This application for renewal of the "The Advanced Multimodal Neuroimaging Training Program" seeks continued support for integrated training in neuroimaging through linked Institutional Predoctoral Training and Short-term Research Education components. The goal of the program is to prepare a new cadre of scientists who are focused in the areas of basic and clinical neuroscience and possess the necessary physical science knowledge, computational skills, and familiarity with team science to optimally position them for major contributions using and developing the tools of neuroimaging. Designed to facilitate interdisciplinary interactions in neuroimaging through project-based joint mentorship, the program rests on collaboration between faculty members in the Department of Psychology at Harvard University, the Program in Neuroscience at Harvard Medical School, the Harvard-MIT Division of Health Sciences and Technology, the Department of Brain and Cognitive Sciences at MIT, and the Athinoula A. Martinos Center for Biomedical Imaging at Massachusetts General Hospital. Uniting trainees from diverse backgrounds in a common learning community, this multi-level training program includes predoctoral training as well as a short-term educational program that supports a 2-week Multimodal Imaging Short Course and mentored research training opportunities for individuals at other career stages (e.g., postdoctoral fellows, medical students and residents) who require exposure to and additional education in the technology and application of advanced neuroimaging tools. Through the short course, we are able to extend neuroimaging training beyond the context of traditional graduate-level education. Trainees in the pre-doctoral training program are drawn from Harvard and MIT graduate programs, and carry out research projects jointly supervised by the primary mentor and a co-mentor with complementary expertise. Trainees take additional coursework during the appointment term and attend an AMNTP seminar series and other required programmatic activities. The short-term research education program provides important outreach educational opportunities for scientists at various stages of career development. Central to the research education component is paired mentorship with a senior researcher in the trainee's domain, and opportunities for extended stays to engage in hands-on research experiences. By training these groups to understand the bases of neuroimaging methods and apply them effectively to address the fundamental principles of neuroscience, the ultimate goal of this program is to arm individuals across the career spectrum with the tools and broad-based knowledge of the fundamental neuroscience and the technologies and analytic methods of in vivo neuroimaging to address crucial questions in neuroscience.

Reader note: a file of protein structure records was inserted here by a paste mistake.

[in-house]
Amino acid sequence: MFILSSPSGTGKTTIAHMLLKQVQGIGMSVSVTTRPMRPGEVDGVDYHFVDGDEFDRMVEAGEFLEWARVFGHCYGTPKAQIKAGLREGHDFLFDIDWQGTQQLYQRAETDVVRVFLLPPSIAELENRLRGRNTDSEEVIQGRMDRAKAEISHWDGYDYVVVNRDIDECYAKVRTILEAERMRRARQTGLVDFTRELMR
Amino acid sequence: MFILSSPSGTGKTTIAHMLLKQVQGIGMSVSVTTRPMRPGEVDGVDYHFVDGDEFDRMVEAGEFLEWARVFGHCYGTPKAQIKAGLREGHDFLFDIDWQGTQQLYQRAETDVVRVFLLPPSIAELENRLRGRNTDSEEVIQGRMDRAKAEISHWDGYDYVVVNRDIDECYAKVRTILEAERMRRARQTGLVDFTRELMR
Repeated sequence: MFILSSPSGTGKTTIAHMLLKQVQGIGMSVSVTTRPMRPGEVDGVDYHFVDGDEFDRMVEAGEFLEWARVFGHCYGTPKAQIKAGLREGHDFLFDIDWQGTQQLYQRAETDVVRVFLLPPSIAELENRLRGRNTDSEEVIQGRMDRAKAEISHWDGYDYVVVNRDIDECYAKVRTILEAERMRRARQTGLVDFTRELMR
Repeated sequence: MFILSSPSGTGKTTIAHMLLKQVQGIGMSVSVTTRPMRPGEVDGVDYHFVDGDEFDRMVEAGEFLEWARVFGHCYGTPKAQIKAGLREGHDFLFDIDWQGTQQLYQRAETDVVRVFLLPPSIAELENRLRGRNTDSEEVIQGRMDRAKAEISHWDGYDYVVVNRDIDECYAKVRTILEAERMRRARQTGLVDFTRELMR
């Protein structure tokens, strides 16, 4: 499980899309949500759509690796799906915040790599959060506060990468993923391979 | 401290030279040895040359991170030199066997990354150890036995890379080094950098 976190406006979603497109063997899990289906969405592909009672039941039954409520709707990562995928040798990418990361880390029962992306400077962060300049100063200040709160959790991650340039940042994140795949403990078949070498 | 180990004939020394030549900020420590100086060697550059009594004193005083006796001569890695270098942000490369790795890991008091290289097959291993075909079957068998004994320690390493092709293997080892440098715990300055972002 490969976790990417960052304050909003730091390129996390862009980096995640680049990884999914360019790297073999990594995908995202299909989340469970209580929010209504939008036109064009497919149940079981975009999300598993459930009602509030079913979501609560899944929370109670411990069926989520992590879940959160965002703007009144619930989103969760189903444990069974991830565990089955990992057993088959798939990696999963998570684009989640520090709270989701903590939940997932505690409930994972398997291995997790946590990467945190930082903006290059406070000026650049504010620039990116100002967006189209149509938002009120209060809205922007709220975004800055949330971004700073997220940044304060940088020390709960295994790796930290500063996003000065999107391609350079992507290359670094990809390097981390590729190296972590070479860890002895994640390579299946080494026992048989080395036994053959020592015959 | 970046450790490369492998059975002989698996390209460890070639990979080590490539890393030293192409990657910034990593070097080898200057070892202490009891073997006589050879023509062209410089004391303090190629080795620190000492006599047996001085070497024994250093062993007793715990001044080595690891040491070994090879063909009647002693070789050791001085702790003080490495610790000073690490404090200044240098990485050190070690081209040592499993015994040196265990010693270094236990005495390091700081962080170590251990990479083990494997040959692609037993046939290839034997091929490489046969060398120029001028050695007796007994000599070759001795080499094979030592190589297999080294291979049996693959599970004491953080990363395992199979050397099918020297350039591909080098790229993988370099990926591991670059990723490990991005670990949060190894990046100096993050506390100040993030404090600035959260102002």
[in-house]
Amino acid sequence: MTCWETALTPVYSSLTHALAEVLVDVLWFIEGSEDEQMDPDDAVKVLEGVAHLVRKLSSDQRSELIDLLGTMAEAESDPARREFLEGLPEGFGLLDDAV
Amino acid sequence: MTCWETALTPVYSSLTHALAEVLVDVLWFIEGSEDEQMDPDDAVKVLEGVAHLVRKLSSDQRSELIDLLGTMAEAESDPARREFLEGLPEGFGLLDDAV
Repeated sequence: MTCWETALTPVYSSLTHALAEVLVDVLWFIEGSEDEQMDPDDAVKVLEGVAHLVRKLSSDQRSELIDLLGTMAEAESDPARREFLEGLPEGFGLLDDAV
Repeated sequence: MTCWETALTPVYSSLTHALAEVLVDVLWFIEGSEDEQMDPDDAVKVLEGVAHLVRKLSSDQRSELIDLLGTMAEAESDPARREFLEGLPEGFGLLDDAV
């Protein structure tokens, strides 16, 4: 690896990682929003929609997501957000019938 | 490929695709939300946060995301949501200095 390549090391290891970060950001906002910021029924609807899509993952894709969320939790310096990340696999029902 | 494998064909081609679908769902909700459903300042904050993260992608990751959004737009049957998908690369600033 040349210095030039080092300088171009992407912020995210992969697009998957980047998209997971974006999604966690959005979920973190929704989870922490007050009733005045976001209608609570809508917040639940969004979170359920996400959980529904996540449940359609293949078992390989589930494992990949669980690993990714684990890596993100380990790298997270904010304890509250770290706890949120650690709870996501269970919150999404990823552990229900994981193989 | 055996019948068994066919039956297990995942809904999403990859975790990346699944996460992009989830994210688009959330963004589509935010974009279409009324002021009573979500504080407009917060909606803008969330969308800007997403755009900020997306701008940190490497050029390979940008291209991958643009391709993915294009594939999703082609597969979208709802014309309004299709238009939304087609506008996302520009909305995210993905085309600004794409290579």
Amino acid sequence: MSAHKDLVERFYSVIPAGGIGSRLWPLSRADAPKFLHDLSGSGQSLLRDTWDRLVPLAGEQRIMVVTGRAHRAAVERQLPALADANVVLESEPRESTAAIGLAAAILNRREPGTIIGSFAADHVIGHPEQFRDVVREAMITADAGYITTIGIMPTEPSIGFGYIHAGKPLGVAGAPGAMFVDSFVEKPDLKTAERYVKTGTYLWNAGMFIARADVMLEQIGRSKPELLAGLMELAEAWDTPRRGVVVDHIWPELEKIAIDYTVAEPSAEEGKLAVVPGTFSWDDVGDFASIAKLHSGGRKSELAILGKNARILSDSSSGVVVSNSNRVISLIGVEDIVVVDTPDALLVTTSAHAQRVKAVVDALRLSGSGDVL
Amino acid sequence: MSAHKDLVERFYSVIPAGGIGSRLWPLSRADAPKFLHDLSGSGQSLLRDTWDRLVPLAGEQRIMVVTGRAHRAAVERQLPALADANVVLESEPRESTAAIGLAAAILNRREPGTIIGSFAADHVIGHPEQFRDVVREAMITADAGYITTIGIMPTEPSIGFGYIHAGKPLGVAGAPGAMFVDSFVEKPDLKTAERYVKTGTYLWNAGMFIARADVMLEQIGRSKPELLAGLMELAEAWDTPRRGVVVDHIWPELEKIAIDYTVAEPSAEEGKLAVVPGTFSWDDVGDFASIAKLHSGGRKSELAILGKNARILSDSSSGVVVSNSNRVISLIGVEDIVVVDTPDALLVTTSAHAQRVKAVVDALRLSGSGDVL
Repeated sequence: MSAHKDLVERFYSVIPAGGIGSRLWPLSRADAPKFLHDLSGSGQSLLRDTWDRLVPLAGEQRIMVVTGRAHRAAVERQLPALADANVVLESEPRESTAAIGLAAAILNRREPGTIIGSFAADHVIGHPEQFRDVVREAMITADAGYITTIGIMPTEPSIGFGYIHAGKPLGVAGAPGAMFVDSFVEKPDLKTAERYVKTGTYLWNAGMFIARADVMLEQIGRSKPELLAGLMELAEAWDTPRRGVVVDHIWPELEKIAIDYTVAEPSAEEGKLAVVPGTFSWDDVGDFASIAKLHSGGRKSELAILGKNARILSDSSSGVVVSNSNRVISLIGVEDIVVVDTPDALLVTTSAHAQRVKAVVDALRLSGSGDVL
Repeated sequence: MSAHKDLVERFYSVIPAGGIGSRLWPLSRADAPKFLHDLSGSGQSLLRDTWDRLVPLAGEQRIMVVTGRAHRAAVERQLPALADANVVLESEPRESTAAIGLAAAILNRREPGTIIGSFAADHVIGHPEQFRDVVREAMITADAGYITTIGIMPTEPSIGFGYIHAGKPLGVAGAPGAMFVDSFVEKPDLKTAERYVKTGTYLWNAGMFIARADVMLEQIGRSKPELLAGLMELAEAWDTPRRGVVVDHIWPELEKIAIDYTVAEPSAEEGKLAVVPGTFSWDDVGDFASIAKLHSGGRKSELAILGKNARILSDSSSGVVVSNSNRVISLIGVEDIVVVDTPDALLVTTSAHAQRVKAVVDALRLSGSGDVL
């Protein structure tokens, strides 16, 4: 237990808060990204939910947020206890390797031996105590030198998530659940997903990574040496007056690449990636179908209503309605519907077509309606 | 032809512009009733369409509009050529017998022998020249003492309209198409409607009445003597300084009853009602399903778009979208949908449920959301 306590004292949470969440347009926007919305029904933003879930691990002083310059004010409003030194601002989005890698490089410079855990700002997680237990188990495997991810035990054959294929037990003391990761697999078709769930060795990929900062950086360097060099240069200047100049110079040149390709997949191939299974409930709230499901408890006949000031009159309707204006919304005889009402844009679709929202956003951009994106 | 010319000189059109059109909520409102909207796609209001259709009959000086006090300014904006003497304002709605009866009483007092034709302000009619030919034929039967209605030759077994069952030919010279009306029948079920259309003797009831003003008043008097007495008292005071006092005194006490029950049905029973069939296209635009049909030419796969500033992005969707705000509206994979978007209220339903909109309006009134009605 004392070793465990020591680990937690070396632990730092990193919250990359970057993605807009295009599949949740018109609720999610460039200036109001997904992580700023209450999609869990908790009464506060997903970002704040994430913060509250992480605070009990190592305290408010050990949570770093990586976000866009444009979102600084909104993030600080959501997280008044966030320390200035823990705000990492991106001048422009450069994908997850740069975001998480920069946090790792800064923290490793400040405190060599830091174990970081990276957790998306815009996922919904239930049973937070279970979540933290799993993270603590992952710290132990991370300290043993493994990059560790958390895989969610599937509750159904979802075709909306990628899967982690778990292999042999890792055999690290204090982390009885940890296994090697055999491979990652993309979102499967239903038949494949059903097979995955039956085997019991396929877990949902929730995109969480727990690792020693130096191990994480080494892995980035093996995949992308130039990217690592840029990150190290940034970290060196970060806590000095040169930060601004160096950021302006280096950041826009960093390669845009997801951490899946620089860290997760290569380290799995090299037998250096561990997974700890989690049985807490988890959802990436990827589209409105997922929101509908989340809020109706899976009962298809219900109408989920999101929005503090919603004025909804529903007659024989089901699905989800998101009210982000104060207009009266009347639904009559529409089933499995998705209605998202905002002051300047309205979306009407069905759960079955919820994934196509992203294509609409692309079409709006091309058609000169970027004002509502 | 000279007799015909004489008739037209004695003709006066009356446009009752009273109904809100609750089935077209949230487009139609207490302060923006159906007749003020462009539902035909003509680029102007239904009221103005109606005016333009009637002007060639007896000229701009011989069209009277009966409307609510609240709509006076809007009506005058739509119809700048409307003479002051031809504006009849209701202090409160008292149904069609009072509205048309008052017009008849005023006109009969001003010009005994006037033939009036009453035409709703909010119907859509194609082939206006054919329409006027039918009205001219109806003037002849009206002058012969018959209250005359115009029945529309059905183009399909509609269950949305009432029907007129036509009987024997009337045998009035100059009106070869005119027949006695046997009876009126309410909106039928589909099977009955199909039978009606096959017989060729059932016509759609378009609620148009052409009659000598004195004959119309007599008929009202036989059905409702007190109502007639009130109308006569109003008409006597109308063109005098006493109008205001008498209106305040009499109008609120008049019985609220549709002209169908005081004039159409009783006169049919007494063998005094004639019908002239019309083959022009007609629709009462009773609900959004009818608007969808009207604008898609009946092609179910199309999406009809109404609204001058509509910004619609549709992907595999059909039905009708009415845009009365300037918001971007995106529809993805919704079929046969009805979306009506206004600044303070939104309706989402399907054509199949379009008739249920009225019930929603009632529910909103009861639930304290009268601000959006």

Public Health Relevance

This training program builds on the long-established history of excellence in basic and clinical neuroscience training and development of advanced neuroimaging technology within the Boston-area research community. Importantly, however, the program fills a previously unmet need for interdisciplinary neuroimaging research training for individuals from various institutional programs, and with diverse backgrounds, with the goal of educating a new cadre of interdisciplinary basic and clinical neuroimaging scientists.

National Institute of Health (NIH)
Interdisciplinary Research Training Award (T90)
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Study Section
Special Emphasis Panel (ZDA1)
Program Officer
Grant, Steven J
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Massachusetts General Hospital
United States
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